Spirit Airlines Gazopt Themselves – and don’t appear to care

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Spirit Airlines Gazopt Themselves – and don’t appear to care


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UPDATE: 05/4/2012 5:00 PM

Statement From Ben Baldanza, CEO of Spirit Airlines

Spirit CEO Ben Baldanza has issued a statement:

“At a time of ever-rising airfares, Spirit Airlines makes commercial air travel affordable for many Americans. A very important part of keeping our airfares reasonably priced is our refund policy.

“Every day we seek to balance customer service with customers’ demands for the lowest airfare possible. But sometimes we make mistakes.

“In my statements regarding Mr. Meekins’ request for a refund, I failed to explain why our policy on refunds makes Spirit Airlines the only affordable choice for so many travelers, and I did not demonstrate the respect or the compassion that I should have, given his medical condition and his service to our country.

“Therefore I have decided to personally refund Mr. Meekins’ airfare, and Spirit Airlines will make a $5,000 contribution, in his name, to the charity of his choice, Wounded Warriors.

“We have worked hard to build a great company that makes air travel affordable while making our employees proud and customers satisfied. All of us at Spirit Airlines extend our prayers and best wishes to Mr. Meekins.”

Earlier Article: 05/04/2012 6:33 AM

Spirit Airlines reported a first-quarter profit of $23.4 million, compared with $7.9 million a year earlier.

Given that, you’d think they could afford to refund a ticket for a traveler unable to use the ticket.  A proud Veteran.  A proud Veteran whose physician advised him that flying was not wise given the Veteran’s weakened immune system as a result of his current medical condition.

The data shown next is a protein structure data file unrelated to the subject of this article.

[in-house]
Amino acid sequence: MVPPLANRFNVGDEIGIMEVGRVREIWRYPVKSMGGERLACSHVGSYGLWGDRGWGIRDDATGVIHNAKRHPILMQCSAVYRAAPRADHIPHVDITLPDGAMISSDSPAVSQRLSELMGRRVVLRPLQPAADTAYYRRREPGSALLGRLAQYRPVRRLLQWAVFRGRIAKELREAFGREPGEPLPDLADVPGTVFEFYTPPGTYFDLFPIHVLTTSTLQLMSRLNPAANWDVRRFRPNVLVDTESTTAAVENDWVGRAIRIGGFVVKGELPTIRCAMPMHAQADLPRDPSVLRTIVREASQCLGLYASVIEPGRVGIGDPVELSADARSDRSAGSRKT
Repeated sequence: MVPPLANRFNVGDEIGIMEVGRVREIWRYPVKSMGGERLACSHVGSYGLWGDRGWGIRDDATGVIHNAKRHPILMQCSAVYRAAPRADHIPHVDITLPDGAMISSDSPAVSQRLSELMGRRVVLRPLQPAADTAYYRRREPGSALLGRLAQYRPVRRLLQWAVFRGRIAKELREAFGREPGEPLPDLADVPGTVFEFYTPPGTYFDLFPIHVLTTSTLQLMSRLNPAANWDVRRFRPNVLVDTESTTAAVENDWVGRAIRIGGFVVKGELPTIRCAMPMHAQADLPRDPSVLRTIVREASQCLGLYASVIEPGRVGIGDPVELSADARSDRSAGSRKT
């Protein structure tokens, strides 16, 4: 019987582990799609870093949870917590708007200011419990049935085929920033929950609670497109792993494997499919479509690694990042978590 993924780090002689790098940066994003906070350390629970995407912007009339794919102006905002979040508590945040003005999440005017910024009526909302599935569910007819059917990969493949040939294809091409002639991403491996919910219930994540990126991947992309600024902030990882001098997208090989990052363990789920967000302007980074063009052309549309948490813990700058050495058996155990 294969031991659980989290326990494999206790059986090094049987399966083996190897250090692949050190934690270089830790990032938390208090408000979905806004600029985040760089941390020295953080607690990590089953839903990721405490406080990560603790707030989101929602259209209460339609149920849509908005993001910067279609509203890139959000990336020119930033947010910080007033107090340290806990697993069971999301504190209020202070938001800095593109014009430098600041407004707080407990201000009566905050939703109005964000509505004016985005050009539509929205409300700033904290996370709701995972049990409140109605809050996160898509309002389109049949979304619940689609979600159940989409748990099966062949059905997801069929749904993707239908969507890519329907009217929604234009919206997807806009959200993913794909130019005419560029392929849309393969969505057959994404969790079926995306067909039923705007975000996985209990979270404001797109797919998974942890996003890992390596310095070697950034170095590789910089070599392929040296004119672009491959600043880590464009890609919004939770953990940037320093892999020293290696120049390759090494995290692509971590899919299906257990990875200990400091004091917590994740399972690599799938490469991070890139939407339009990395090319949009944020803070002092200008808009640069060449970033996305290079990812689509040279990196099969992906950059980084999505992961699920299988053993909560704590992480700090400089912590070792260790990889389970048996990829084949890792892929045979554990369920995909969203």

Former Marine Jerry Meekins, 76, of Clearwater, Fla., has terminal esophageal cancer. He had planned to use the $197 ticket to visit his daughter, recovering from an operation, in Atlantic City, NJ, until his physician advised him not to fly. (See Video at article end).

He contacted the airline, Spirit, to request a refund, going so far as to provide his medical information and pre-planned, funeral arrangement documents. The airline’s response?

A terse, one word “No.”

Social Media Impact

When I began writing this piece on Tuesday May 1st, a Boycott Spirit Facebook page had 6200 “likes.  This morning it has 30,724…wait 30,753, oops 30, 741…well, you get the idea. 
For the past four days, the message has been re-shared thousands of times on Twitter, LinkedIn, on hundreds of blogs, and through every major news outlet and elsewhere.

According to various media reports, Spirit officials say their refusal to compromise helps them keep costs down for all passengers, and notes that passengers can pay extra for insurance that enables them to apply for refunds — an option Meekins did not take.

Concurrently, Spirit launched an ad campaign offering low-cost flights to Colombia at $19.80 featuring bikini-clad women and a man in a black suit with earpiece, an obvious jab at the Secret Service, featuring the tagline “More bang for your buck.”

“We do a variety of fun, cheeky ads to promote our ultra-low fares,” airline spokeswoman Misty Pinson said.

Fun and cheeky? Use one less model in the promo image and refund Mr. Meekins his $197.00 fare.

But wait, they’re not done; on the heels of the continued press coverage and growing social media campaigns against Spirit’s refusal to refund Mr. Meekins’ ticket, the airline chose this time to announce that they will raise carry-on bag fees (to up to $100 for checking at gate – effective Nov. 6, 2012), becoming the first U.S. airline to charge so much for a service that most other airlines offer for free.
The Twitterverse has enthusiastically re-shared that particular message.

How easy would it have been to create a “Spirit Flies” program and offer Veterans and Wounded Warriors a special promotion, even if only for a limited time? Imagine the goodwill that could have created. Instead of “cheeky” models in a cut-rate ad campaign, feature proud members of the armed services and give something back.  How many of Spirit’s own Pilots are Veterans?

I understand that a policy is a policy, but a customer is a customer.

Without customers, policies don’t mean a thing.


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